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FTC Sues Amazon Over 'Manipulative’ Tactics Used for Prime Enrollment

Company allegedly duped millions of consumers into signing up for subscription and ‘sabotaged’ attempts to cancel
Marian Zboraj, Progressive Grocer
Amazon prime
The FTC is accusing Amazon of duping customers into Prime subscriptions and making it difficult to cancel.

On the same day that Amazon released details for its Prime Day 2023 event, the Federal Trade Commission filed a lawsuit against the online retail giant that alleges the company uses “manipulative” tactics to enroll millions of consumers into its Prime membership.

In a complaint filed June 21, the FTC charged that Amazon has knowingly duped millions of consumers into unknowingly enrolling in Amazon Prime. Specifically, Amazon used manipulative, coercive or deceptive user-interface designs known as “dark patterns” to trick consumers into enrolling in Prime and automatically renewing their subscriptions. Enrolling consumers in Prime without their consent is a violation of the FTC Act and the Restore Online Shoppers’ Confidence Act.

[Read more: “Amazon Sued Over Multiple Unoccupied Fresh Stores”]

Amazon also allegedly complicated the cancellation process for Prime subscribers who wanted to end their membership. FTC claimed that the primary purpose of the company's Prime cancellation process was not to enable subscribers to cancel, but to stop them. The agency said that Amazon leadership slowed or rejected changes that would’ve made it easier for users to cancel Prime, because those changes adversely affected Amazon’s bottom line.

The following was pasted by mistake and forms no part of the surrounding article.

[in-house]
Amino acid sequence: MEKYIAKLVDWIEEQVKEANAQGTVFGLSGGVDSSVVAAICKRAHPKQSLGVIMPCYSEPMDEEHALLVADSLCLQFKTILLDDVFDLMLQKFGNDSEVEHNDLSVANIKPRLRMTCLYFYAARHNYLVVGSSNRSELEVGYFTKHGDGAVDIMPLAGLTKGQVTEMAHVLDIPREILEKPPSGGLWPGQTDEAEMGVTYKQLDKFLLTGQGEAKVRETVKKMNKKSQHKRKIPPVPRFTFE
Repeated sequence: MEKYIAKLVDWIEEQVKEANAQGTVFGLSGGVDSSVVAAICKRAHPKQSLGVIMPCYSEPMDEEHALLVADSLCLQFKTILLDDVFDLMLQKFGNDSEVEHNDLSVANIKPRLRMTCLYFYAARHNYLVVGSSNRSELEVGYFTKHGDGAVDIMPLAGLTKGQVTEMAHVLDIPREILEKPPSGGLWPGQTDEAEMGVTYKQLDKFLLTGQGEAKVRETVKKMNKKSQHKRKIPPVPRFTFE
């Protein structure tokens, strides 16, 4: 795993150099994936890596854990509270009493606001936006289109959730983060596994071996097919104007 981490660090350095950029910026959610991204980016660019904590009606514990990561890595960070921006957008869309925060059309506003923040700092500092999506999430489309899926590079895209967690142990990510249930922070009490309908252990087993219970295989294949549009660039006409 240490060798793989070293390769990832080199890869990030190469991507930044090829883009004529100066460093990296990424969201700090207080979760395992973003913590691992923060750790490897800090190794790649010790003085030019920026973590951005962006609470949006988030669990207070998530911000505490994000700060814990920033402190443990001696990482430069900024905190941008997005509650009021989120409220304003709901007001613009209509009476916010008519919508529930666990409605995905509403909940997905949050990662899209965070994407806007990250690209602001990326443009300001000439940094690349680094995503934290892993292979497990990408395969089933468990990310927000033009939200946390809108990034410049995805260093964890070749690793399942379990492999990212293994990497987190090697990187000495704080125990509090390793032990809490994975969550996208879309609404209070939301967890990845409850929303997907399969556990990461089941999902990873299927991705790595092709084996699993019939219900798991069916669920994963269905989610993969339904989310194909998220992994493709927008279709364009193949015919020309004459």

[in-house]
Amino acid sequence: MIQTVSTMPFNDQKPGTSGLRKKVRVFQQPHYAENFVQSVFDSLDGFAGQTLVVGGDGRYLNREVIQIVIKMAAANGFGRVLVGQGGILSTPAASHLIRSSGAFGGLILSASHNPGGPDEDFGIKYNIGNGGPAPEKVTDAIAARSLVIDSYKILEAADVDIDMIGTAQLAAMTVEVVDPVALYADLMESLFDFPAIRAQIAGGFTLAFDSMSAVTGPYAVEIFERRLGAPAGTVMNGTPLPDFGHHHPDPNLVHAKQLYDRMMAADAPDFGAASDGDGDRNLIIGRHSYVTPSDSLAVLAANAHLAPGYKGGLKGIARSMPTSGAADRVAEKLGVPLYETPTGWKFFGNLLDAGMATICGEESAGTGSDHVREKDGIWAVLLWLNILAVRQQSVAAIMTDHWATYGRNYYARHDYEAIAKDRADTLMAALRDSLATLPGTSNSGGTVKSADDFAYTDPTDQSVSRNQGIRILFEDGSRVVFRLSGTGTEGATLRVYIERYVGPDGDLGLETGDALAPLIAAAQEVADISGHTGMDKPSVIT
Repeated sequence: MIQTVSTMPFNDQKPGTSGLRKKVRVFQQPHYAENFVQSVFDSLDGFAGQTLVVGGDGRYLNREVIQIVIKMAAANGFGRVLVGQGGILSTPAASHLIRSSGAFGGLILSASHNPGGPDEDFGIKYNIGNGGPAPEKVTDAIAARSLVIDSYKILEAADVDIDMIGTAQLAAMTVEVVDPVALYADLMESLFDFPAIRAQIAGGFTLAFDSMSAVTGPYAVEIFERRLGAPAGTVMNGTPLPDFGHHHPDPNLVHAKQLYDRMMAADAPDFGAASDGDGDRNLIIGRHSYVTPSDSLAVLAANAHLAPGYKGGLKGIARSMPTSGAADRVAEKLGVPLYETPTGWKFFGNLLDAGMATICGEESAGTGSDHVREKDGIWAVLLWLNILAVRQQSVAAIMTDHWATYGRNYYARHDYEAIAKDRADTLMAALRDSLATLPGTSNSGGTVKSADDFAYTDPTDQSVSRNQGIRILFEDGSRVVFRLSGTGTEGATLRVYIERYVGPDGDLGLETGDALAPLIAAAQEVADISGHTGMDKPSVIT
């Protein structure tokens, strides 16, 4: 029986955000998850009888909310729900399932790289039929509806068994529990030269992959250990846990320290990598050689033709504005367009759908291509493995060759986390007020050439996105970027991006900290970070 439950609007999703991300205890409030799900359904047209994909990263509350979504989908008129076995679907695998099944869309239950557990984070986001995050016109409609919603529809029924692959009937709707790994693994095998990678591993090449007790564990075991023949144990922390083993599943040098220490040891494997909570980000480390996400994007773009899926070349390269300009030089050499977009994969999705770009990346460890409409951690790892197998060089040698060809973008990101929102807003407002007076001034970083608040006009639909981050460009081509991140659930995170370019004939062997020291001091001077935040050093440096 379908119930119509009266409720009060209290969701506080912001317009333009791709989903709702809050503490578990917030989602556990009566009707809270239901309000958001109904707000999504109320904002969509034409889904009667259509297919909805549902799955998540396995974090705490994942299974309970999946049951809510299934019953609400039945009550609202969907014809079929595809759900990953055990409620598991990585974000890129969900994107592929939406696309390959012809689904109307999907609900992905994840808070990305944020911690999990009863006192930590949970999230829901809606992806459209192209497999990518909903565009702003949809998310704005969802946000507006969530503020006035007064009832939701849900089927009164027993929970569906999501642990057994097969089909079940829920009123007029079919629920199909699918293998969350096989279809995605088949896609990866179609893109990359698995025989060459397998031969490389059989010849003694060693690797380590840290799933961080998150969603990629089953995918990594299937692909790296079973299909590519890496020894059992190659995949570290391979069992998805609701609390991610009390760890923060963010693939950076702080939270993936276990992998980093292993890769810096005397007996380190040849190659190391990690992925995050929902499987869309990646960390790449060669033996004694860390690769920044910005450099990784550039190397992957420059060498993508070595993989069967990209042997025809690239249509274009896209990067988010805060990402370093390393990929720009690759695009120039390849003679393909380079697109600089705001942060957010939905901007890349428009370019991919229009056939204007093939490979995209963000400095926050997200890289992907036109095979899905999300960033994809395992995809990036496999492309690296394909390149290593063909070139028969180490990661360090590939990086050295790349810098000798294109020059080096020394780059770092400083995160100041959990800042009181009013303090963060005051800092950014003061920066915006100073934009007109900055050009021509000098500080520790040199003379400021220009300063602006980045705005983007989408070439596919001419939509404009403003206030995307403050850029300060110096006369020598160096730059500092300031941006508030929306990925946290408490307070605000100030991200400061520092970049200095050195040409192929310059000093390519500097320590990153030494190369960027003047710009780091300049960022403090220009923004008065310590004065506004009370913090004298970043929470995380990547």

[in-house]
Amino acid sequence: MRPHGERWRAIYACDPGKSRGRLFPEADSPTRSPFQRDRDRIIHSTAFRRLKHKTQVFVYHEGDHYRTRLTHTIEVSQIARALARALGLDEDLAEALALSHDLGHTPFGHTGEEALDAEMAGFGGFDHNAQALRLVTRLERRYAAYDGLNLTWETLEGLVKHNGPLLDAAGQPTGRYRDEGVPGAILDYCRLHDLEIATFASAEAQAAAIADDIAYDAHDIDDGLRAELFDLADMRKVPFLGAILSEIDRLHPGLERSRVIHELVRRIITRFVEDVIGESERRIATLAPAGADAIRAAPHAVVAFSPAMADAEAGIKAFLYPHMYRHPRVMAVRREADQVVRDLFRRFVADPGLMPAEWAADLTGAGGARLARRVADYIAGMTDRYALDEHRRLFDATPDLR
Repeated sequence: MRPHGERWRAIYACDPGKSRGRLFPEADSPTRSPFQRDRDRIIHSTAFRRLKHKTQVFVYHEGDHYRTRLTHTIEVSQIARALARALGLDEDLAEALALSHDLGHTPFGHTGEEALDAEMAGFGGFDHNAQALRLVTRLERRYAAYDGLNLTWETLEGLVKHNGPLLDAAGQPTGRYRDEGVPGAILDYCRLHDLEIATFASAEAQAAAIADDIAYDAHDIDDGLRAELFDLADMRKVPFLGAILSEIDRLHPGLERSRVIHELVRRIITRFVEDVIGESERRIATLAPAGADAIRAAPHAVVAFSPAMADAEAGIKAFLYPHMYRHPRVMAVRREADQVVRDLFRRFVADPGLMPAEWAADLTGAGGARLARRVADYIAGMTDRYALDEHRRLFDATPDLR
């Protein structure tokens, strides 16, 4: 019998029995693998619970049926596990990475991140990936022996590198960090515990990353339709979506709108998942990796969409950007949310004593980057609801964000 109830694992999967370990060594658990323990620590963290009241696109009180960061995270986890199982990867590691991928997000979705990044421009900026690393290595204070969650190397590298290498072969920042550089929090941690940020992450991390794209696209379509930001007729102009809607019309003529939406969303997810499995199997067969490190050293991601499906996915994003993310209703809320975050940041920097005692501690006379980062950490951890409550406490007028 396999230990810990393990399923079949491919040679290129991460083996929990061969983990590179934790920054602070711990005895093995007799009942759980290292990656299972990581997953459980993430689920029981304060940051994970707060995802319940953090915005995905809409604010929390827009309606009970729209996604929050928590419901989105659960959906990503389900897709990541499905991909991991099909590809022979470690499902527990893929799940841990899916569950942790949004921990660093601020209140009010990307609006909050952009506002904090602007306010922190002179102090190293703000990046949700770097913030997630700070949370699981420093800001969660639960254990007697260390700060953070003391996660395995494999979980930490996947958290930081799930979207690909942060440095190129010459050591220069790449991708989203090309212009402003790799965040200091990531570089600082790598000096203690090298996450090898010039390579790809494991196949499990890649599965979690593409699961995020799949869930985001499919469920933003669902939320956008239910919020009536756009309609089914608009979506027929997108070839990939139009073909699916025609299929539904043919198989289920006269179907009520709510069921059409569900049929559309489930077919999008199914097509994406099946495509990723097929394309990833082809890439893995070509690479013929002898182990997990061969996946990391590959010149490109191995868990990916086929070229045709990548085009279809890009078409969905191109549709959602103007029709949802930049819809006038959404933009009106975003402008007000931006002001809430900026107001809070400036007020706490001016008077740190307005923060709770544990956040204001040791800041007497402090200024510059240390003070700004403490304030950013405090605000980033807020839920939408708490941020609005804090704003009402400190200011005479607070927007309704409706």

“Amazon tricked and trapped people into recurring subscriptions without their consent, not only frustrating users, but also costing them significant money,” said FTC Chair Lina M. Khan. “These manipulative tactics harm consumers and law-abiding businesses alike. The FTC will continue to vigorously protect Americans from ‘dark patterns’ and other unfair or deceptive practices in digital markets.”

Progressive Grocer reached out to Amazon for comment. A company spokesperson provided the following statement: “The FTC’s claims are false on the facts and the law. The truth is that customers love Prime, and by design we make it clear and simple for customers to both sign up for or cancel their Prime membership. As with all our products and services, we continually listen to customer feedback and look for ways to improve the customer experience, and we look forward to the facts becoming clear as this case plays out. We also find it concerning that the FTC announced this lawsuit without notice to us, in the midst of our discussions with FTC staff members to ensure they understand the facts, context, and legal issues, and before we were able to have a dialog with the Commissioners themselves before they filed a lawsuit. While the absence of that normal course engagement is extremely disappointing, we look forward to proving our case in court.” 

As reported by CNBC, the FTC had been investigating signup and cancellation processes for Amazon’s Prime program since March 2021. Tensions flared between Amazon and the FTC when the agency sought to have CEO Andy Jassy and founder Jeff Bezos testify on the company’s Prime practices. Amazon argued that the request would be unduly burdensome, a claim that the FTC rejected.

Prime Day was created eight years ago. In 2022, Prime members purchased more than 300 million items worldwide, making last year’s two-day promotion the biggest Prime Day event in Amazon’s history. Prime Day 2023 will be held on July 11-12.

FTCs complaint was filed in the U.S. District Court for the Western District of Washington.

For now, the complaint is significantly redacted, though the FTC has told the court it doesnt find the need for ongoing secrecy compelling.

Seattle-based Amazon is No. 2 on The PG 100, Progressive Grocer’s 2023 list of the top food and consumables retailers in North America. PG also named the company one of its Retailers of the Century.

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